Saturday, November 22, 2014
Thursday, September 3 1908 -- Herriman draws some of the goings-on around Billy Papke's training camp. Papke's big title bout with Stan Ketchel is scheduled for next Monday.
Labels: Herriman's LA Examiner Cartoons
Friday, November 21, 2014
Sci-Friday starring Connie
Labels: Connie Sci-Friday
Thursday, November 20, 2014
Oscuridad del Día: Tito y Chita
My extremely limited Spanish language skills make learning anything substantial about Tito y Chita rather difficult. I can tell you that the strips I have are from 1944, and appeared in a comic section that otherwise mostly ran translations of Mickey Mouse and Big Chief Wahoo. I don't know if the paper was in the U.S. or not, as there are no mastheads. I guess really all I can say is that the strip sure does look intriguingly bizarre, sort of a fairy tale about kids in a fantasy land of some sort. The art, by Hugo Tilghman, is delightfully goofy and goofily delightful. With the help of Google Translate, I have managed to halfway read a capsule bio of Mr. Tilghman, which mentions Tito y Chita, as well as another Sunday-style strip I have in this pile of Spanish comics, Dos Mexicanos en la Guerra. Seems they both ran in a paper by the name of El Universal, but additional searching seems to indicate that there are several Central and South American papers that go by that name. Sounds also like Tilghman died terribly young, at age forty.
The writer, Hipolito Zendejas, gets lots of hits in a Google search, but none that I could parse well enough to get any biographical info.
Anyone reading have enough command of Spanish to help out with background about this interesting strip?
I'll gladly translate anything you need. I am Spanish and a professional translator, too. Just send me an email with the links or the texts you need translated! I love your blog (and also purchased your book, of course).
Best from Madrid,
Wednesday, November 19, 2014
Obscurity of the Day: Galacto Guys
Launched by King Features on December 7 1992, Galacto Guys was a rare attempt at sci-fi comedy on the comics page. The simple plot concerns a pair of dim-witted space explorers, Lenny and Punky, exploring strange new worlds, meeting exotic aliens, and trying to sell them junk from their employer, an intergalactic trading company.
Given the small space in which cartoonist Steve Cole had to work, he opted for a simplified approach to the art which gets the job done perfectly, even if it doesn't bring Alex Raymond to mind. The strip is often quite funny, and since it treads very different ground from anything else on the comics page, tends to stand out.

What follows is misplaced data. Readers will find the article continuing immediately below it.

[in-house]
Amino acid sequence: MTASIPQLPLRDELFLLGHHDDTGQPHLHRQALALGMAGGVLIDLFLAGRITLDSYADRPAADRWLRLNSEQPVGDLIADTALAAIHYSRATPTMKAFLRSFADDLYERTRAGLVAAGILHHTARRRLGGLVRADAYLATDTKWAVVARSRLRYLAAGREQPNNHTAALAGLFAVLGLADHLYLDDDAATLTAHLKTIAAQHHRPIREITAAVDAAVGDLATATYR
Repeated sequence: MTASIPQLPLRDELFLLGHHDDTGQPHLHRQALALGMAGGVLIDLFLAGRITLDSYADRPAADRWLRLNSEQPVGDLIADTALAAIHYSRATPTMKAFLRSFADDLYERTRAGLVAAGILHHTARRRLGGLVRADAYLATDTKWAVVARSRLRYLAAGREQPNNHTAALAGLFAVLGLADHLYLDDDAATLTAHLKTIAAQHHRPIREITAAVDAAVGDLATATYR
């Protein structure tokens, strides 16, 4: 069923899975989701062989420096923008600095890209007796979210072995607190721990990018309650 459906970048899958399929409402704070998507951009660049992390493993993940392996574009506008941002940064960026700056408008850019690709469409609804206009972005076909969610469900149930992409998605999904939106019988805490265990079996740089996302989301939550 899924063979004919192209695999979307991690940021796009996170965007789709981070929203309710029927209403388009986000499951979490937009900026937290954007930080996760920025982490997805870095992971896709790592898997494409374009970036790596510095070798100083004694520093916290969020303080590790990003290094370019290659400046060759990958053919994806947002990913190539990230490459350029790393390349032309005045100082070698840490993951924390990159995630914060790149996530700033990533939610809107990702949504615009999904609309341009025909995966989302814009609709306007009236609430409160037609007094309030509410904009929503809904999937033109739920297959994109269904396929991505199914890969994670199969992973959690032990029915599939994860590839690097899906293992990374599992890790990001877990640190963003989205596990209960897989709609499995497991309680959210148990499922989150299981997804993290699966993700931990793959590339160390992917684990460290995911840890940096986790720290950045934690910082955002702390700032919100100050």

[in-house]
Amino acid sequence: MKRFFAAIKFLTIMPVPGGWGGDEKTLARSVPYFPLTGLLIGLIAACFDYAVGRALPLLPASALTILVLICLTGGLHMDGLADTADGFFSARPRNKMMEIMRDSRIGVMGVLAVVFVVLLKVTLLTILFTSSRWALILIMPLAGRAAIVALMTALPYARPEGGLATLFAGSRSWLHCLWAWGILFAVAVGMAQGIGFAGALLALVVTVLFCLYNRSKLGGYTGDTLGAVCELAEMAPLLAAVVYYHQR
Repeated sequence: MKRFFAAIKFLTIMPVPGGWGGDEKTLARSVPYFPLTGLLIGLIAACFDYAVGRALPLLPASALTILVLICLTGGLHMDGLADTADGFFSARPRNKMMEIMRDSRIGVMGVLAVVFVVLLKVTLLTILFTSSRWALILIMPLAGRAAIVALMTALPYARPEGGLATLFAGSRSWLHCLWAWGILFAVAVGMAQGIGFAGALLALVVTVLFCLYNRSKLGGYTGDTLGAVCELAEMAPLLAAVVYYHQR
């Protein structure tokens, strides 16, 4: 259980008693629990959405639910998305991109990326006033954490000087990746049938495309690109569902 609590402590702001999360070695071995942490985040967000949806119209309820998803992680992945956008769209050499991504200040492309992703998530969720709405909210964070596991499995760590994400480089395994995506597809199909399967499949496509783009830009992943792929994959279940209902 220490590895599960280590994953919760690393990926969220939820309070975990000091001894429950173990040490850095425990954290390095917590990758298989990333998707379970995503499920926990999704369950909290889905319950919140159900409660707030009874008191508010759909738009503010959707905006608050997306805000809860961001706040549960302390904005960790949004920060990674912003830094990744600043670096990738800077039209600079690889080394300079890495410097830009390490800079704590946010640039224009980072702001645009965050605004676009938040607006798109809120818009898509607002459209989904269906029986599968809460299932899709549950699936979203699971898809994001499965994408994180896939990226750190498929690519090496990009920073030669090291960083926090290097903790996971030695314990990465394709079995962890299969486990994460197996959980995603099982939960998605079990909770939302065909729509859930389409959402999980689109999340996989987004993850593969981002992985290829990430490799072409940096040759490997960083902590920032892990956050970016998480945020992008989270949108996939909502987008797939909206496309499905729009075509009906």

So then why is it an Obscurity of the Day? I really don't know. It seems to me it had a lot of ingredients for potential success -- originality, simplicity, and an endless well of joke fodder.. But my impression is that the strip began with a tiny client list, and didn't gain any more with time. In fact, I've seen the strip in papers so rarely that I can only say that it presumably ended sometime in 1993, but you couldn't prove that by any paper I've reviewed. If anyone can supply a definite end date or suggest a paper that I should review to find it, I'd love to hear from you.
Galacto Guys is Steve Cole's only known newspaper comic. His primary profession was teaching, and I presume the strip was an experiment in changing the direction of his life that simply didn't pan out. In a 2010 interview with his alma mater, Northern Arizona University, he mentions a passing interest in art, but makes no mention of cartooning at all.
Seems to be Steve's brother. The Galacto Guys item is not a book, but rather the syndicate promo (I have the same one).
Hope Tom Cole can provide further info!
Great strip, if you beleive it!!!
It's a shame that the strip didn't work out, but it sure sounds like you have plenty of other interests in your life, so it wasn't the crushing of a lifelong dream! Good luck with your other endeavors!
Tuesday, November 18, 2014
1942 Seasons Greetings from Christian Science Monitor
I suppose I should wait until closer to Christmas to post this, but I just discovered it, and I'm pretty excited. This page of greetings from the features staff of Christian Science Monitor, published in the December 21 1942 issue, features all sorts of neat stuff. We get self-caricatures of their daily comic strip crew: Richard Rodgers (Diary of Snubs our Dog), Guernsey LePelley (Tubby and Buddy and Company), L.F. Van Zelm (News Item) and George Hager and Mrs. M.H. Dearborn (Adventures of Waddles). From Just for Fun, the multi-cartoonist gag panel, we get a delightful self-caricature of Gene Carr, a very hurried sketch from Reamer Keller, and we discover that cartoonist Corka is actually Jon Cornin and his unnamed wife (who turns out to be Zena Kavin). We also learn that the K. Parris behind the Facts and Figures panel owns a first name.
Labels: News of Yore
Monday, November 17, 2014
Obscurity of the Day: Mr. Softleigh
Here we have one of T.S. Allen's rare outings that don't involve children. He was justly famous in his day for Just Kids and other series that feature rough-and-tumble young rapscallions. Seeing him draw adults, then, gives you a bit of a start.
Mr. Softleigh concerns the travails of a fellow who can't say "no" -- presumably his name is a reference to him being a 'soft touch'. The formula is pretty simple, but Allen handles it well enough. The series had a long run in the Philadelphia Press, from January 24 1909 to February 12 1911, but was also reused in McClure sections in 1909 (the Press and McClure seemed to have some sort of feature-sharing agreement).
Thanks to Cole Johnson for the scans!
Sunday, November 16, 2014
Jim Ivey's Sunday Comics
Labels: Jim Ivey's Sunday Comics